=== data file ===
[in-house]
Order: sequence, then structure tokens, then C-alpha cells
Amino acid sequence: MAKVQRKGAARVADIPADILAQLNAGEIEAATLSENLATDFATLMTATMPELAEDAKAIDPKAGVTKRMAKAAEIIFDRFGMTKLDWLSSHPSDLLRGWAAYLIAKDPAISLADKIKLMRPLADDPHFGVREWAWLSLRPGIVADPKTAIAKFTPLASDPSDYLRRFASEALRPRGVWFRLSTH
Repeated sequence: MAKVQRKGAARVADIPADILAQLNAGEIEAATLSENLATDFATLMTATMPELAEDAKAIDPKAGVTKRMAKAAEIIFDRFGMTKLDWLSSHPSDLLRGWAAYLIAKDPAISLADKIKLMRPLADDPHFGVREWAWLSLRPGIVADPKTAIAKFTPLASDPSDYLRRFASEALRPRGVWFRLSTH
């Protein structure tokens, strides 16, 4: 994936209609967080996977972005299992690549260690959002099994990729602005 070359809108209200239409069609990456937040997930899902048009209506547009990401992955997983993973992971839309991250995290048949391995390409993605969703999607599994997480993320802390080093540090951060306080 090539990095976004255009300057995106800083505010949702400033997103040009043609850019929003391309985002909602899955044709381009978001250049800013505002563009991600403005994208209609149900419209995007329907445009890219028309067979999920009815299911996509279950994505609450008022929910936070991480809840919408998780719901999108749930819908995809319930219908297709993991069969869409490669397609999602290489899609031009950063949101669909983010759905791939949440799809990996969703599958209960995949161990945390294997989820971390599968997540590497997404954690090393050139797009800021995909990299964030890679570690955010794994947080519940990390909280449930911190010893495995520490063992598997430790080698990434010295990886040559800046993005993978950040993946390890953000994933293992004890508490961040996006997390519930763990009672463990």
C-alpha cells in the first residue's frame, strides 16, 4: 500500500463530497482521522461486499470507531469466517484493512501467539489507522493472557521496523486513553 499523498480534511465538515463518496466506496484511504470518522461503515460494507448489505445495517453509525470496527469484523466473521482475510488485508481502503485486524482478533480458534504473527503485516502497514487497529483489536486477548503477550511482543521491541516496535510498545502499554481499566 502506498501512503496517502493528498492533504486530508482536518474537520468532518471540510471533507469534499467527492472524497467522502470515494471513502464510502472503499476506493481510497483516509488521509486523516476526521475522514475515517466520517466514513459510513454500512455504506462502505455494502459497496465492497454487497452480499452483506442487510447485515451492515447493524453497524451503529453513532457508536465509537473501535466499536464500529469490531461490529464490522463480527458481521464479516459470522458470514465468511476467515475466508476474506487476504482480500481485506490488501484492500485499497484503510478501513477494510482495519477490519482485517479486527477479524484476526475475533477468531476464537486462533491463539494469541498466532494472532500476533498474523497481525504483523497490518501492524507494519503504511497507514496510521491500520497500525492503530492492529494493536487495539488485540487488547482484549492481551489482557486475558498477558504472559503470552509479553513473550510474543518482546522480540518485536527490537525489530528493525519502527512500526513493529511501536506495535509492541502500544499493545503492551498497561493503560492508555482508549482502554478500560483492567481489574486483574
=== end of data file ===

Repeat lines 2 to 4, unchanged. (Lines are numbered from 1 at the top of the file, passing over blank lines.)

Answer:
Order: sequence, then structure tokens, then C-alpha cells
Amino acid sequence: MAKVQRKGAARVADIPADILAQLNAGEIEAATLSENLATDFATLMTATMPELAEDAKAIDPKAGVTKRMAKAAEIIFDRFGMTKLDWLSSHPSDLLRGWAAYLIAKDPAISLADKIKLMRPLADDPHFGVREWAWLSLRPGIVADPKTAIAKFTPLASDPSDYLRRFASEALRPRGVWFRLSTH
Repeated sequence: MAKVQRKGAARVADIPADILAQLNAGEIEAATLSENLATDFATLMTATMPELAEDAKAIDPKAGVTKRMAKAAEIIFDRFGMTKLDWLSSHPSDLLRGWAAYLIAKDPAISLADKIKLMRPLADDPHFGVREWAWLSLRPGIVADPKTAIAKFTPLASDPSDYLRRFASEALRPRGVWFRLSTH